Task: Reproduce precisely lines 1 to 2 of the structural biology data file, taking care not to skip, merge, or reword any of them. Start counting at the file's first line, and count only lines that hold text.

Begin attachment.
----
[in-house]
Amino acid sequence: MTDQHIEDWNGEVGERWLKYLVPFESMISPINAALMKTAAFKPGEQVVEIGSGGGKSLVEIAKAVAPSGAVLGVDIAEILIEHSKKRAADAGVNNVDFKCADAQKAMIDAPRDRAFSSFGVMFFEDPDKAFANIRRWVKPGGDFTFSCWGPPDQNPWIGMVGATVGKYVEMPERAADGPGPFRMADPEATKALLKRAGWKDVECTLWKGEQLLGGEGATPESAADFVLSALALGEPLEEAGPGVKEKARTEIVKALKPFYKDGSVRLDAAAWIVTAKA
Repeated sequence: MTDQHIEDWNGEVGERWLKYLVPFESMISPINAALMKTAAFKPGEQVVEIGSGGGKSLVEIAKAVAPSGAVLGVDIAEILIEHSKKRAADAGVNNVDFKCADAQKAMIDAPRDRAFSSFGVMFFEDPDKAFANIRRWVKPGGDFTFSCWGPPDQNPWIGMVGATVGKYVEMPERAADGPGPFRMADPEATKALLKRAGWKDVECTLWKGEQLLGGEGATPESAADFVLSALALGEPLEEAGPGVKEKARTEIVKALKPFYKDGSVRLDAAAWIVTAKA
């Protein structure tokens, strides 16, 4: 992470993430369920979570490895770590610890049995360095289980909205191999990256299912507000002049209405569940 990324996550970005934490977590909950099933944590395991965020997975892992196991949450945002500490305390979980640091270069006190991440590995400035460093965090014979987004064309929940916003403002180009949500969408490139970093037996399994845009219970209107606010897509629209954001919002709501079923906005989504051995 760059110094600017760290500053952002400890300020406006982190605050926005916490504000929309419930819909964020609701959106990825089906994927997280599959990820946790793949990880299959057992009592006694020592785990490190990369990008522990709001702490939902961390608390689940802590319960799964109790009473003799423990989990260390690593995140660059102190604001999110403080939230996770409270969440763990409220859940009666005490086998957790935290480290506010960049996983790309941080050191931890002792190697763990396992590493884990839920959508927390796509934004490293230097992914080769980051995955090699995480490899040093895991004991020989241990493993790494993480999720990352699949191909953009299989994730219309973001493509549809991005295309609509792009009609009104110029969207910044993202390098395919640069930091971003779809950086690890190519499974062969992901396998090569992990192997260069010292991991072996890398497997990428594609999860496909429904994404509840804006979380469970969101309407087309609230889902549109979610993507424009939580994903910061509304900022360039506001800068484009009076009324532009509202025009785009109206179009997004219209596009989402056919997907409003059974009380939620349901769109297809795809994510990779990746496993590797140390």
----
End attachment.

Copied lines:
[in-house]
Amino acid sequence: MTDQHIEDWNGEVGERWLKYLVPFESMISPINAALMKTAAFKPGEQVVEIGSGGGKSLVEIAKAVAPSGAVLGVDIAEILIEHSKKRAADAGVNNVDFKCADAQKAMIDAPRDRAFSSFGVMFFEDPDKAFANIRRWVKPGGDFTFSCWGPPDQNPWIGMVGATVGKYVEMPERAADGPGPFRMADPEATKALLKRAGWKDVECTLWKGEQLLGGEGATPESAADFVLSALALGEPLEEAGPGVKEKARTEIVKALKPFYKDGSVRLDAAAWIVTAKA